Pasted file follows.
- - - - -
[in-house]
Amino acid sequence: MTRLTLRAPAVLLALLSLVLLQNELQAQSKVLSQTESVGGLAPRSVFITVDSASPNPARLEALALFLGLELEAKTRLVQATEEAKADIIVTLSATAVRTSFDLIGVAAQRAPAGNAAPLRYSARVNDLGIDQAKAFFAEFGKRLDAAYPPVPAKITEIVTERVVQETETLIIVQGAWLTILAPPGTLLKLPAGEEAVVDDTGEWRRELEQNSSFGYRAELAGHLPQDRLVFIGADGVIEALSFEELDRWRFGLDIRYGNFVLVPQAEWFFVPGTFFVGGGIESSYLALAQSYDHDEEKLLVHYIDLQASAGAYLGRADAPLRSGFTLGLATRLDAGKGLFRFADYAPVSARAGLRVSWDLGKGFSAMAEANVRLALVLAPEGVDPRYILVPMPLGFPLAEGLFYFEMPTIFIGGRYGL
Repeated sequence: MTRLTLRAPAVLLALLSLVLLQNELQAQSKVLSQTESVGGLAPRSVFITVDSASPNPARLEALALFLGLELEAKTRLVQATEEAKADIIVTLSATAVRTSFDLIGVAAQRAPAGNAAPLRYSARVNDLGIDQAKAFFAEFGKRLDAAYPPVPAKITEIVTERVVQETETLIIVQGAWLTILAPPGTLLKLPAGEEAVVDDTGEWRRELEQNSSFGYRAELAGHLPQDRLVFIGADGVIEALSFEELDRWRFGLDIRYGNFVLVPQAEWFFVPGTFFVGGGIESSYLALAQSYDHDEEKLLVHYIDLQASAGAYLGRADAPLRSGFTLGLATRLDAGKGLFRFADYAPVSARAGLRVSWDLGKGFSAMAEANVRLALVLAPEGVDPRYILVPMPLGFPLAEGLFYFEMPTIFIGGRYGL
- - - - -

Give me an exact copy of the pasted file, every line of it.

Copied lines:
[in-house]
Amino acid sequence: MTRLTLRAPAVLLALLSLVLLQNELQAQSKVLSQTESVGGLAPRSVFITVDSASPNPARLEALALFLGLELEAKTRLVQATEEAKADIIVTLSATAVRTSFDLIGVAAQRAPAGNAAPLRYSARVNDLGIDQAKAFFAEFGKRLDAAYPPVPAKITEIVTERVVQETETLIIVQGAWLTILAPPGTLLKLPAGEEAVVDDTGEWRRELEQNSSFGYRAELAGHLPQDRLVFIGADGVIEALSFEELDRWRFGLDIRYGNFVLVPQAEWFFVPGTFFVGGGIESSYLALAQSYDHDEEKLLVHYIDLQASAGAYLGRADAPLRSGFTLGLATRLDAGKGLFRFADYAPVSARAGLRVSWDLGKGFSAMAEANVRLALVLAPEGVDPRYILVPMPLGFPLAEGLFYFEMPTIFIGGRYGL
Repeated sequence: MTRLTLRAPAVLLALLSLVLLQNELQAQSKVLSQTESVGGLAPRSVFITVDSASPNPARLEALALFLGLELEAKTRLVQATEEAKADIIVTLSATAVRTSFDLIGVAAQRAPAGNAAPLRYSARVNDLGIDQAKAFFAEFGKRLDAAYPPVPAKITEIVTERVVQETETLIIVQGAWLTILAPPGTLLKLPAGEEAVVDDTGEWRRELEQNSSFGYRAELAGHLPQDRLVFIGADGVIEALSFEELDRWRFGLDIRYGNFVLVPQAEWFFVPGTFFVGGGIESSYLALAQSYDHDEEKLLVHYIDLQASAGAYLGRADAPLRSGFTLGLATRLDAGKGLFRFADYAPVSARAGLRVSWDLGKGFSAMAEANVRLALVLAPEGVDPRYILVPMPLGFPLAEGLFYFEMPTIFIGGRYGL